No Money For Anything But Sequels In The Video Game World

from the opportunities... dept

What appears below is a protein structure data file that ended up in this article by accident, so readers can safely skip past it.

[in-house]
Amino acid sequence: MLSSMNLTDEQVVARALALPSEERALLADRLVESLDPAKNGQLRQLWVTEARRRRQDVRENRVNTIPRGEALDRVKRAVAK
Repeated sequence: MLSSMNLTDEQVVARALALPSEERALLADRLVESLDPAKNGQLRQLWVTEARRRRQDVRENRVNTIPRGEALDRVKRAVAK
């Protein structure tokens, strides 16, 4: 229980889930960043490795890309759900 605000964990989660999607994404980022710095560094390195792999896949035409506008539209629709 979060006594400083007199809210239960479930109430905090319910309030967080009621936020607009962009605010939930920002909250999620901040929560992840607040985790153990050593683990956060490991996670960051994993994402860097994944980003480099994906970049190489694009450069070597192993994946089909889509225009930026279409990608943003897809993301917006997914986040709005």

Last month, we wrote about how video games were getting so expensive, that almost all of the focus was on sequels and movie tie-ins. Now, the NY Times is running an almost identical article noting that 8 out of the 10 top video games are sequels. Of course, what they forget to note is that many of these are sports titles, where "sequel" isn't entirely accurate, as each game releases an updated version with updated stats and a few additional features each year. Still, the end result is the same as was described in the original article: independent developers working on new types of games can't get any attention from publishers. Lots of blame is thrown around, from the expense of producing the games, to the hiring of "consumer products" people at the publishers, to the end-of-life-cycle for current gaming consoles. Of course, it seems like there are a few simple ways to deal with this issue: first, the console makers need to make it easier for independent developers to create games for their consoles, and, since there seems to be a gap in the market, a smart (or new) publisher should try to make a name for itself publishing independent games. While the article complains that a "Blair Witch" style video game success is almost impossible in the video gaming world, they forget that it's also almost impossible in the movie world as well. Very few indie films become successful, but there are still movie distributors focused on indie films. Perhaps the gaming industry needs the equivalent.

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